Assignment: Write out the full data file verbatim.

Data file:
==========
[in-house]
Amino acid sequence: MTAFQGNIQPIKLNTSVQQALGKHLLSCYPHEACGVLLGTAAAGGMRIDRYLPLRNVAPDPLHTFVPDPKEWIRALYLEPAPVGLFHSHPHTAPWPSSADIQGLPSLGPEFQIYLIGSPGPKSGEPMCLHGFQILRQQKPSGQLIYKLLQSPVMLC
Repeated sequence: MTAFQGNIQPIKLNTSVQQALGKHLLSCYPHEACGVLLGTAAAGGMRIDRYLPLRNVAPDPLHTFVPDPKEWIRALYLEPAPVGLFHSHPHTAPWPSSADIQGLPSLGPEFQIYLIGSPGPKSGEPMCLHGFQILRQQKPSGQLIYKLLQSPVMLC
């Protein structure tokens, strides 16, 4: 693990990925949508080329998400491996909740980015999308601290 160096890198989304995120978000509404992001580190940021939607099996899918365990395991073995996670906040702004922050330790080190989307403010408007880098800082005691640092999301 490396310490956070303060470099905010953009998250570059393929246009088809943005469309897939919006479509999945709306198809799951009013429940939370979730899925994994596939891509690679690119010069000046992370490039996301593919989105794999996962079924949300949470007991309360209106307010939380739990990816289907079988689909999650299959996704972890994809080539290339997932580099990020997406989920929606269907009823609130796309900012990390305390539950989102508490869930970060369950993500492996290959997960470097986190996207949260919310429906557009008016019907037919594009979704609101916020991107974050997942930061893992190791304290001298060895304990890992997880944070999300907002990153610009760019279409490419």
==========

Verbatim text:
[in-house]
Amino acid sequence: MTAFQGNIQPIKLNTSVQQALGKHLLSCYPHEACGVLLGTAAAGGMRIDRYLPLRNVAPDPLHTFVPDPKEWIRALYLEPAPVGLFHSHPHTAPWPSSADIQGLPSLGPEFQIYLIGSPGPKSGEPMCLHGFQILRQQKPSGQLIYKLLQSPVMLC
Repeated sequence: MTAFQGNIQPIKLNTSVQQALGKHLLSCYPHEACGVLLGTAAAGGMRIDRYLPLRNVAPDPLHTFVPDPKEWIRALYLEPAPVGLFHSHPHTAPWPSSADIQGLPSLGPEFQIYLIGSPGPKSGEPMCLHGFQILRQQKPSGQLIYKLLQSPVMLC
């Protein structure tokens, strides 16, 4: 693990990925949508080329998400491996909740980015999308601290 160096890198989304995120978000509404992001580190940021939607099996899918365990395991073995996670906040702004922050330790080190989307403010408007880098800082005691640092999301 490396310490956070303060470099905010953009998250570059393929246009088809943005469309897939919006479509999945709306198809799951009013429940939370979730899925994994596939891509690679690119010069000046992370490039996301593919989105794999996962079924949300949470007991309360209106307010939380739990990816289907079988689909999650299959996704972890994809080539290339997932580099990020997406989920929606269907009823609130796309900012990390305390539950989102508490869930970060369950993500492996290959997960470097986190996207949260919310429906557009008016019907037919594009979704609101916020991107974050997942930061893992190791304290001298060895304990890992997880944070999300907002990153610009760019279409490419």